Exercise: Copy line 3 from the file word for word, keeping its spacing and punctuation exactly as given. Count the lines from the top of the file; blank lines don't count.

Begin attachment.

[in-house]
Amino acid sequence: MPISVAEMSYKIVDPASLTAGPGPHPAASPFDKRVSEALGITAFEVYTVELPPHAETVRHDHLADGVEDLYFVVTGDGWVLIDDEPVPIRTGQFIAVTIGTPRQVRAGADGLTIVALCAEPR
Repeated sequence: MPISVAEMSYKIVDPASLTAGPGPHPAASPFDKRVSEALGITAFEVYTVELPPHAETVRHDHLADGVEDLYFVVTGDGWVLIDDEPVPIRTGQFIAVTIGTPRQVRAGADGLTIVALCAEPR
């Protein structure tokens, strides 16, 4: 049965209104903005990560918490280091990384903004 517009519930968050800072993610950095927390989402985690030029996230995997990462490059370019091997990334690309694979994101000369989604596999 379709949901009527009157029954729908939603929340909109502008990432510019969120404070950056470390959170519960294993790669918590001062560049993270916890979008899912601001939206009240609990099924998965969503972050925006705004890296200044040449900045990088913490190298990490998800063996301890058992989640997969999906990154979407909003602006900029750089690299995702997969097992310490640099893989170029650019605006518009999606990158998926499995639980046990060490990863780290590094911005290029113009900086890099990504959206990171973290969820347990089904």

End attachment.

Repeated sequence: MPISVAEMSYKIVDPASLTAGPGPHPAASPFDKRVSEALGITAFEVYTVELPPHAETVRHDHLADGVEDLYFVVTGDGWVLIDDEPVPIRTGQFIAVTIGTPRQVRAGADGLTIVALCAEPR